Purpose: We investigated whether repeat prostate biopsies are associated with more favorable prognoses, less extensive disease or higher rates of IC in patients who are ultimately diagnosed with prostate cancer and treated with RRP.
Materials and methods: We examined standard clinical and pathological data on 1,357 patients treated with RRP from 1983 to 2001. In addition, we noted the rate of IC in a subgroup of 847 patients in whom tumor volume was measured.
Results: Cancer was found in 1,042 patients (77%) at the first biopsy, in 227 (17%) at the second biopsy, in 59 (4%) at the third biopsy and in 29 (2%) at the fourth or later biopsy. Patients with 2 or greater biopsies had a higher rate of clinical T1c stage cancer and larger prostates than patients with only 1 biopsy (each p < 0.0001). After RRP patients with 1 biopsy had a lower rate of organ confined tumors (61% vs 75%, p < 0.0001), and a higher rate of extracapsular extension, seminal vesicle invasion, lymph node metastases and Gleason sum 7 or greater than other patients. IC was found in 10% of patients with 1 biopsy and 18% of those with 2 or greater biopsies (p = 0.018). Despite these more favorable pathological outcomes there was no difference in biochemical recurrence rate.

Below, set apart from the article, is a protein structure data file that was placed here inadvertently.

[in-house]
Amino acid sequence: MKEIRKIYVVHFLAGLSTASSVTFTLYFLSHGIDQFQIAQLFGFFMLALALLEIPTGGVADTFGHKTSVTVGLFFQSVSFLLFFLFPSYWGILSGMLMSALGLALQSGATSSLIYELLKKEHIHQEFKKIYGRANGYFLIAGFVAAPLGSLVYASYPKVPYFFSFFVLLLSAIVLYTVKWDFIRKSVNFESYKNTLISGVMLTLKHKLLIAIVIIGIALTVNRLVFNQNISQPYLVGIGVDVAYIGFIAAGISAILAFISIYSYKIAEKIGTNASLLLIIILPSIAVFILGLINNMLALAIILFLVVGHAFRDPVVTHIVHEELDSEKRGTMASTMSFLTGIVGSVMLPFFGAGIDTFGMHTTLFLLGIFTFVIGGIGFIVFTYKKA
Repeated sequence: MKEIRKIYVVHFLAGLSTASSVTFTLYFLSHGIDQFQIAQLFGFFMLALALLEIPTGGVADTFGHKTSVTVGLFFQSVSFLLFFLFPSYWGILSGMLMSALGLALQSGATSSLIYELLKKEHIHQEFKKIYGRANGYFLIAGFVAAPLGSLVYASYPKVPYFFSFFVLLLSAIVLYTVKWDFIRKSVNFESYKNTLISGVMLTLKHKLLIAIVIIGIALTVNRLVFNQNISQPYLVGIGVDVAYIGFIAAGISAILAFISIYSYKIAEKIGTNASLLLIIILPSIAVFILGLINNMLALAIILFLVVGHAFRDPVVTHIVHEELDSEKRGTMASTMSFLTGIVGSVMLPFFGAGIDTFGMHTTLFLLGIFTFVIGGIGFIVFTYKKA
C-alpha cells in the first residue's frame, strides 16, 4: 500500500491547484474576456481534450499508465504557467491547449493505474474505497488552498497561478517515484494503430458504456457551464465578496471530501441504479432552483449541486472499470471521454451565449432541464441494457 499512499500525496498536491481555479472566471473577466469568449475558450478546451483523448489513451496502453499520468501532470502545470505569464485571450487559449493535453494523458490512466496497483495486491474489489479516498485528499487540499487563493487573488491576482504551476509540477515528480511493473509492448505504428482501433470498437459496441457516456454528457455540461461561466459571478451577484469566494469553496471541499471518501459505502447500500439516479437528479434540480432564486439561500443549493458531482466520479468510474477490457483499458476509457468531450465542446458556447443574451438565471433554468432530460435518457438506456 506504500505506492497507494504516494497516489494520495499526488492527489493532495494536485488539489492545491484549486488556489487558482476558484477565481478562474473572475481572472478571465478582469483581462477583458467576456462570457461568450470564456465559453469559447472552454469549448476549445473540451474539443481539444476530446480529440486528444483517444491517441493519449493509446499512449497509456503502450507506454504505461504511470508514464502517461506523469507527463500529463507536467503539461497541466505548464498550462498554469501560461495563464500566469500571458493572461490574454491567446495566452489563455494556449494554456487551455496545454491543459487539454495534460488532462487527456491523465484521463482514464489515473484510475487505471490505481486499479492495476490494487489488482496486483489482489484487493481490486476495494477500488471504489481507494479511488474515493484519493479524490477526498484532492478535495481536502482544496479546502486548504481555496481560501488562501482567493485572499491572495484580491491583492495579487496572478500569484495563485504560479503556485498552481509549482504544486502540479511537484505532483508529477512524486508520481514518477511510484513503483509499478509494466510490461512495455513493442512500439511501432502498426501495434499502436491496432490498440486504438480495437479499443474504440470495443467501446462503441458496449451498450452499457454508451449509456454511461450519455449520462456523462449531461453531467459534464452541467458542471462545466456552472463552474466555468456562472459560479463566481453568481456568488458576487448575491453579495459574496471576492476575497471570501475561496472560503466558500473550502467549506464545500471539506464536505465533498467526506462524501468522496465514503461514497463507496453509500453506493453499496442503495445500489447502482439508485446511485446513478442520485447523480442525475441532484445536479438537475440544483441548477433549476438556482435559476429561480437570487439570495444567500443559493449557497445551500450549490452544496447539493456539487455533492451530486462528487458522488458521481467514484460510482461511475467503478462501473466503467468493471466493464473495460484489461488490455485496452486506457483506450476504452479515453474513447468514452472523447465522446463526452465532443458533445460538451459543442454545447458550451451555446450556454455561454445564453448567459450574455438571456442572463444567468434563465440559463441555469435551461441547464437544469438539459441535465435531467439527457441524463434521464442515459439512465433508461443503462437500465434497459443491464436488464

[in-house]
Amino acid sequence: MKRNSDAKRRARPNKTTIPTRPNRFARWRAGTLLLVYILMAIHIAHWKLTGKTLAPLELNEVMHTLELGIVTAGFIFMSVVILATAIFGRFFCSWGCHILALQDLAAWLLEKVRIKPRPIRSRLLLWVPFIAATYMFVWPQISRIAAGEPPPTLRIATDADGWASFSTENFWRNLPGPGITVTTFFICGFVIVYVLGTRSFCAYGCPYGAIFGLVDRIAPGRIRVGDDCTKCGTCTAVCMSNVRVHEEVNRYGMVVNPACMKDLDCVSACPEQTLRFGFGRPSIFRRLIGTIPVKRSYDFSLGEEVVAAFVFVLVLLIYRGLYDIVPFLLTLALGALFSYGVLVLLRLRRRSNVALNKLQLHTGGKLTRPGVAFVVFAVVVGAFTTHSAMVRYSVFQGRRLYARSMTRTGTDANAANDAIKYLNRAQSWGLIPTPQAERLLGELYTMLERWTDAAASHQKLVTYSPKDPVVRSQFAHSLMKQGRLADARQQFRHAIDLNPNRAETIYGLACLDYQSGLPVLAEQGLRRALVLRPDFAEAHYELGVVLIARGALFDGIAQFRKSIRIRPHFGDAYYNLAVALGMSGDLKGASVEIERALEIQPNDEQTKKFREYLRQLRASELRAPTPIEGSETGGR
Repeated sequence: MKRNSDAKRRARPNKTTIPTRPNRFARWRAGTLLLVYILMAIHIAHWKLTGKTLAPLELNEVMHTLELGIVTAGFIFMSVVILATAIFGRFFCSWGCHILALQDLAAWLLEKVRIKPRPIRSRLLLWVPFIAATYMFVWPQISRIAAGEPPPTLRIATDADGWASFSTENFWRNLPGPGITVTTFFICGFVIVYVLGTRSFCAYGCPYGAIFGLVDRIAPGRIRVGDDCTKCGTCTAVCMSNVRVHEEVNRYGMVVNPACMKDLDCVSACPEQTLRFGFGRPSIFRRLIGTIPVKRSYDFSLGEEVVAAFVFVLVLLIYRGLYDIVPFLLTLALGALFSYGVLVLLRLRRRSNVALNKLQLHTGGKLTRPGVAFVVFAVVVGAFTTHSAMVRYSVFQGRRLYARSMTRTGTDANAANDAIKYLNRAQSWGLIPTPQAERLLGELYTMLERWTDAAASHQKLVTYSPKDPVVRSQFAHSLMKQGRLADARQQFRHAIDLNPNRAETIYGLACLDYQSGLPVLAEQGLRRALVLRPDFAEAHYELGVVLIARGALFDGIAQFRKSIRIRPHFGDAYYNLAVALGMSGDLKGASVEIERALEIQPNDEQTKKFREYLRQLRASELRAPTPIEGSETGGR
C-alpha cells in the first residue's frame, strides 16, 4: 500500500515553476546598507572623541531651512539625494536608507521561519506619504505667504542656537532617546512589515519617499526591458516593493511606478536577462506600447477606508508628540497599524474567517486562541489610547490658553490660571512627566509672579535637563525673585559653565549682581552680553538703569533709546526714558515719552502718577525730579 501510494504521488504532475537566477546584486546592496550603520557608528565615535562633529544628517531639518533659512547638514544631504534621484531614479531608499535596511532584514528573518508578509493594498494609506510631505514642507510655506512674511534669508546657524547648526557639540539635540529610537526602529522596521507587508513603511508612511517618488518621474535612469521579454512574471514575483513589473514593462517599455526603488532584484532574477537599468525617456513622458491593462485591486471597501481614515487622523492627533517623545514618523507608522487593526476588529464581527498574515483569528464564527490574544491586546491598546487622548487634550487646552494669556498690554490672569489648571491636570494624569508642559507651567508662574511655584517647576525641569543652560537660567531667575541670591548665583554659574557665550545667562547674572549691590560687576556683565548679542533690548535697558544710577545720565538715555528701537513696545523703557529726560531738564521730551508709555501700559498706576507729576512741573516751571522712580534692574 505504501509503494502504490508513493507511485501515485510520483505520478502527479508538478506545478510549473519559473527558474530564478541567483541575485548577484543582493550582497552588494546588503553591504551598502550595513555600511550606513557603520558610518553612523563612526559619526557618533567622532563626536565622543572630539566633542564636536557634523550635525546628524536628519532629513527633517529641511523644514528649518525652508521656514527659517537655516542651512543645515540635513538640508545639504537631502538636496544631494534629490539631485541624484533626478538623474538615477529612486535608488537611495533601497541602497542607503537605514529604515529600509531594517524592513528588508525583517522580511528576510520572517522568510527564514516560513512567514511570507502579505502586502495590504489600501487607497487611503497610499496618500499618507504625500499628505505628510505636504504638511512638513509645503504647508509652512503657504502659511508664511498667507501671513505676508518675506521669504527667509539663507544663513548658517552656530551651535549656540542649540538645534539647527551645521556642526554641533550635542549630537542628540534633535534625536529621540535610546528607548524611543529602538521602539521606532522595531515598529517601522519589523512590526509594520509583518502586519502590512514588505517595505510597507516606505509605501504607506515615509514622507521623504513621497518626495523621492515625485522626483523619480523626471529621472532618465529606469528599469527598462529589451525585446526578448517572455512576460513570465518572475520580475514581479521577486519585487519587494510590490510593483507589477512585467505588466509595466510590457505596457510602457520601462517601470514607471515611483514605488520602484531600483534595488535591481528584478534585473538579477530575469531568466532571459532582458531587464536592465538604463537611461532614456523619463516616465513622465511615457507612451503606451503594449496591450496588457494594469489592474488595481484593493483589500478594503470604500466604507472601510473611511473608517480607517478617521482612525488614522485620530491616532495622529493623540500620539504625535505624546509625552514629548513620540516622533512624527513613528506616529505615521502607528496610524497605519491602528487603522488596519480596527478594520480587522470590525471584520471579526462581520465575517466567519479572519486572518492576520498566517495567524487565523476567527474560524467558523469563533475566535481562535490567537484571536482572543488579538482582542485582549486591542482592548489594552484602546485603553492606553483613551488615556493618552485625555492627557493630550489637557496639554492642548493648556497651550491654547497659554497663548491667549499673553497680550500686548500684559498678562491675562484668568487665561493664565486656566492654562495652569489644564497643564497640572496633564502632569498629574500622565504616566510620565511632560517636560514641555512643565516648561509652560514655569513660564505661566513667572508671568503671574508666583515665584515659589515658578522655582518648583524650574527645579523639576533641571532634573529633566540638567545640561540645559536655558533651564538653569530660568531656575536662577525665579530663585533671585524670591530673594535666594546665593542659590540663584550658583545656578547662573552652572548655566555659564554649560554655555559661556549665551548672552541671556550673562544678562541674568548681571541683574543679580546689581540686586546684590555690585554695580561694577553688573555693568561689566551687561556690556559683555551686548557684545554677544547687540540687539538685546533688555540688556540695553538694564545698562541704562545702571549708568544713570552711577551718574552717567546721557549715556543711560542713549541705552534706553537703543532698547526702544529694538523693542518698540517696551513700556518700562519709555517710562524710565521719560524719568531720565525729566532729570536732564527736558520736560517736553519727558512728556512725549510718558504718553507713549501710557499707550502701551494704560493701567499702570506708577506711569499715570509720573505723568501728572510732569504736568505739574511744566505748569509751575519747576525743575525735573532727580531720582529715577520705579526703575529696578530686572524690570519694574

Conclusions: Although we found that a greater number of biopsies was related to a better pathological outcome after RRP, the number of biopsies did not predict disease recurrence. The increasing number of biopsies currently being performed, especially in patients with larger prostates, likely results in higher rates of IC.